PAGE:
CLEVELAND – A trip to the restricted list was not how Abraham Almonte wanted to spend the first 90 days of the 2016 season.
After testing positive for Boldenone, a performance-enhancing drug under MLB’s Joint Drug Prevention and Treatment Program, the 27-year-old was forced to miss 80 games and the entirety of a momentous postseason run.
One year later, Almonte finds himself more disciplined than ever with a career-high walk rate (16.9%), on-base percentage (.400) and OPS (.777) through 53 at-bats in 20 games played.
“Abe’s a very aggressive hitter,” said manager Terry Francona. “He really hits off the fastball. We don’t ever want him to lose that.”
Francona’s assertion is evident through Almonte’s 35.1% swing percentage on pitches outside the strike zone in 2016, a monstrous mark that crushes his career average of 29.4%. In addition, Almonte swung at 76.1% of pitches inside the strike zone, another total that significantly exceeds his lifetime average of 67.9%.
In simpler terms, the Dominican Republic native needed to cut down on his aggressive swings to elevate a minuscule .294 on-base percentage heading into the 2017 campaign.
“It’s not like you just tell people to walk, that’s not how we feel,” Francona said. “But if you swing at good pitches, I think the byproduct is one, you’re going to make better contact, but you’re also probably going to walk more just because your goal is to swing at better pitches.”
This major adjustment has paid dividends for Almonte over the course of April.
“You kind of lay off balls that are fringy or off the plate then maybe getting yourself out,” said Francona.
Almonte has swung at 27.8% of pitches outside the strike zone (7.3% decrease from 2016), 70.5% of pitches inside the strike zone (5.6% decrease from 2016) and a career-low zone percentage of 39.9%, a statistic that measures the percentage of pitches a batter sees inside the zone. To further this point, the switch-hitting outfielder is seeing a career-best 4.32 pitches per plate appearance.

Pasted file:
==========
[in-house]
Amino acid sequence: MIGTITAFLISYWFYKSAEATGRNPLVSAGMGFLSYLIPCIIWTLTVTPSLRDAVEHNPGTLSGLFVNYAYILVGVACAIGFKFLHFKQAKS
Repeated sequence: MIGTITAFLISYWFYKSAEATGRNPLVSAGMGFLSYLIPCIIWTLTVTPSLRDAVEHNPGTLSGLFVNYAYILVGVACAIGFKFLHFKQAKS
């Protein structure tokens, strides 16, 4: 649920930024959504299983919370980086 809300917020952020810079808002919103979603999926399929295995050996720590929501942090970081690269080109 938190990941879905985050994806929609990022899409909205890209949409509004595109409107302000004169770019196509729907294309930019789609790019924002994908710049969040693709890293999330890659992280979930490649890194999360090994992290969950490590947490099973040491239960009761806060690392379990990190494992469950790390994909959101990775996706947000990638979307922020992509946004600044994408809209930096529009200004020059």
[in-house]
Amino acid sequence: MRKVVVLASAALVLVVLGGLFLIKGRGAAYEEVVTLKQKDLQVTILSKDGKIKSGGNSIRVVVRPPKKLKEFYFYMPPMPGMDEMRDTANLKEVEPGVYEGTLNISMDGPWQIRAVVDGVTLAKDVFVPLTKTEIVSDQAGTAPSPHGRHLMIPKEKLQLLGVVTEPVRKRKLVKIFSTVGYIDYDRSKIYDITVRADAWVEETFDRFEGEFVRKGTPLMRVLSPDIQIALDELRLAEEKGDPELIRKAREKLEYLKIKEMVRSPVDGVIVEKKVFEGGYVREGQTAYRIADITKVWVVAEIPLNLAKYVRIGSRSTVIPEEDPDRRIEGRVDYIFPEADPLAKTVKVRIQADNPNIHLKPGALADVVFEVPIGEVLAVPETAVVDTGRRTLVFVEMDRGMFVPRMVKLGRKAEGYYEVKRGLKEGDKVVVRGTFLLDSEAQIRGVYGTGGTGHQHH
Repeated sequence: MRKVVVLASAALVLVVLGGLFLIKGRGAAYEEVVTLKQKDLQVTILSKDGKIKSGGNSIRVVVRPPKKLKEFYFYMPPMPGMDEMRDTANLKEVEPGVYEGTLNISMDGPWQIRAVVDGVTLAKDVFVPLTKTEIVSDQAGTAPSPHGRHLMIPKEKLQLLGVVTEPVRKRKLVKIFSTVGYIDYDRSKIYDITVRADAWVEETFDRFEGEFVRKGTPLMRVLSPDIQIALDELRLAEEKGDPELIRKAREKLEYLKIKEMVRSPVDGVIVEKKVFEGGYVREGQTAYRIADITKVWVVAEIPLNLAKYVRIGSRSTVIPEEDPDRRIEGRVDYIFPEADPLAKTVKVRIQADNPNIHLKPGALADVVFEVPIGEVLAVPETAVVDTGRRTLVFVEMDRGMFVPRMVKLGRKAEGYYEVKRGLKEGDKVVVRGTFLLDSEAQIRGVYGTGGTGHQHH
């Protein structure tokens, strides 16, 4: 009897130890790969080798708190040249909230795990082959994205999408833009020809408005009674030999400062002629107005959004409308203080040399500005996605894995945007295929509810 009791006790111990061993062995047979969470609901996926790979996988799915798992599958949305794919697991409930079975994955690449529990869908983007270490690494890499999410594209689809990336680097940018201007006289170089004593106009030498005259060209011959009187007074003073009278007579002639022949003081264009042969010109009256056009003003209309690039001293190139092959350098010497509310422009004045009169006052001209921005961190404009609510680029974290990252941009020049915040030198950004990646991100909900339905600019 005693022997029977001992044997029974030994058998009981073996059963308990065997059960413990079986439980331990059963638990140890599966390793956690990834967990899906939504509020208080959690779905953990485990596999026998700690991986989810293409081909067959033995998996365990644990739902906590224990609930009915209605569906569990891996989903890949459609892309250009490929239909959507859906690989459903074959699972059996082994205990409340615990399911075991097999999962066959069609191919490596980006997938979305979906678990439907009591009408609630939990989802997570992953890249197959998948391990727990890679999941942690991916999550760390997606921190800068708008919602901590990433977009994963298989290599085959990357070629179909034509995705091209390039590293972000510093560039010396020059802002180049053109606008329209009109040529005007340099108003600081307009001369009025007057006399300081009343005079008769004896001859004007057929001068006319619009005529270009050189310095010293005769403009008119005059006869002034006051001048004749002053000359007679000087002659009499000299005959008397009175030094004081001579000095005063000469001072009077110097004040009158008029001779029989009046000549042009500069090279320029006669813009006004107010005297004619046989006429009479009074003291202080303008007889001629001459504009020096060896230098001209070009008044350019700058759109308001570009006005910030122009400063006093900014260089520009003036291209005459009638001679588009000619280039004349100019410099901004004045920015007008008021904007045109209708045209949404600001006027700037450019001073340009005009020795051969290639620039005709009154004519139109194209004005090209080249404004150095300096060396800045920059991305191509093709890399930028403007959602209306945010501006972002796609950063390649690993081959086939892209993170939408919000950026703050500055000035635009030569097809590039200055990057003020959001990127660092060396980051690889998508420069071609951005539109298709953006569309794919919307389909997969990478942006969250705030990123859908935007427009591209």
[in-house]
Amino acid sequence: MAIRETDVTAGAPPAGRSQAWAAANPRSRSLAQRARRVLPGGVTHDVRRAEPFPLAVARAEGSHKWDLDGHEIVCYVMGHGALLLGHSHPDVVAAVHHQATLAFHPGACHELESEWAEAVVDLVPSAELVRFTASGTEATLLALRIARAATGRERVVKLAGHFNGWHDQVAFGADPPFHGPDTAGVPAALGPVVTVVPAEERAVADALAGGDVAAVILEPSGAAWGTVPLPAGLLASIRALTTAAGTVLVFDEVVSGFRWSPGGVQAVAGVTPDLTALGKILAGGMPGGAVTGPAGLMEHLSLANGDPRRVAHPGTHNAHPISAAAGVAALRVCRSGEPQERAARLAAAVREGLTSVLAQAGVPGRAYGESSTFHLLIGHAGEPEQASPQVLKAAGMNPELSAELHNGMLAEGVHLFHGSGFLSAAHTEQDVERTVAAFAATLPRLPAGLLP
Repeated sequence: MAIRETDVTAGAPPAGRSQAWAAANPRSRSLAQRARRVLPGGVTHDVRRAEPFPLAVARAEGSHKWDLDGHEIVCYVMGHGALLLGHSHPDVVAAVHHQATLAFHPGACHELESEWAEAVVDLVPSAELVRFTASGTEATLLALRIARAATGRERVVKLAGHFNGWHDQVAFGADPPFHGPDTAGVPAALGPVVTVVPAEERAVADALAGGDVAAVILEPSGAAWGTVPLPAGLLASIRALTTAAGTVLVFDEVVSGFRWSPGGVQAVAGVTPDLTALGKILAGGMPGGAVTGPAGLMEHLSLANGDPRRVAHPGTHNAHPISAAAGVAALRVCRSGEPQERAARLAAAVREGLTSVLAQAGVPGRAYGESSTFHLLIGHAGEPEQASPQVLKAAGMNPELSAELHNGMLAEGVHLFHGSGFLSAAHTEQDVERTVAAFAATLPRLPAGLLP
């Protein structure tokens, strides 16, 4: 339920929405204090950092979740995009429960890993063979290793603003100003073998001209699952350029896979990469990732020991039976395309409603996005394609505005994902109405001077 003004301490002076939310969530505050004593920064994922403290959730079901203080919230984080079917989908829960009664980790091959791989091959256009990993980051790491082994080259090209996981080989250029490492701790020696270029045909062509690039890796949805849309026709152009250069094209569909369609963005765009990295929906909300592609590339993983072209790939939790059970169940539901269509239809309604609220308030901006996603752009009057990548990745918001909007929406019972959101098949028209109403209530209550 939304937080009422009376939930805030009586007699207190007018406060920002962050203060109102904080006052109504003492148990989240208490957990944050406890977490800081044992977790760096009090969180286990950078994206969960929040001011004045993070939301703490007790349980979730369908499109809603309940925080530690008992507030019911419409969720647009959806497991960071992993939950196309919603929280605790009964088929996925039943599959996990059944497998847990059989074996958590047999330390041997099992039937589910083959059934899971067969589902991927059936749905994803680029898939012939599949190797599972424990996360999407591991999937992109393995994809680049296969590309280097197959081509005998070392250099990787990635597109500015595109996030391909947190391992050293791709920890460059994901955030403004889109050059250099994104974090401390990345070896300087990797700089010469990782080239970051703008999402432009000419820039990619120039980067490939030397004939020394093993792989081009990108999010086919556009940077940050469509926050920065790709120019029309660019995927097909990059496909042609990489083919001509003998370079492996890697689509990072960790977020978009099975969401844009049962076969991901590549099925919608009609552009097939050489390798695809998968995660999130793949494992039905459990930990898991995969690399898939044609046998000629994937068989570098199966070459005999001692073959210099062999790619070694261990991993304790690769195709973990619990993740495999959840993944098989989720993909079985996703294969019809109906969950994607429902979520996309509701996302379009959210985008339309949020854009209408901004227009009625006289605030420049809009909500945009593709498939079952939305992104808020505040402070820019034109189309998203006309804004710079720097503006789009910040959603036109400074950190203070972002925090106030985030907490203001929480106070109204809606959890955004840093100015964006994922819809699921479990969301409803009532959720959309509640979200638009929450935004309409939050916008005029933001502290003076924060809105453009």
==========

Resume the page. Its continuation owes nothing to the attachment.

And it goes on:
Finding the proper balance of patience, selectiveness and aggressiveness correlates to consistently reaching base while forcing opposing pitchers to labor through at-bats against a stingy bottom of the lineup hitter like Almonte.
“Every hitter is different and they have to hit how they hit, but seeing a lot of pitches normally is good for guys,” Francona said. “The more pitches they see, usually the more dangerous they get. It’s probably means they’re swinging at more strikes, laying off of more balls. I would say it’s generally a good thing anyway.”
Not only is Almonte more disciplined on pitches off the plate, but he is also making enough contact with pitches on the plate to be a more productive hitter.
“I do think he is aware of trying to get pitches that he can hit, and I think through that, he is laying off of more, especially breaking balls that he has more of a tendency to chase,” said Francona. “He has had deep-count at-bats and I think it serves him well. No matter what his batting average is after a week, his at-bats have served him well.”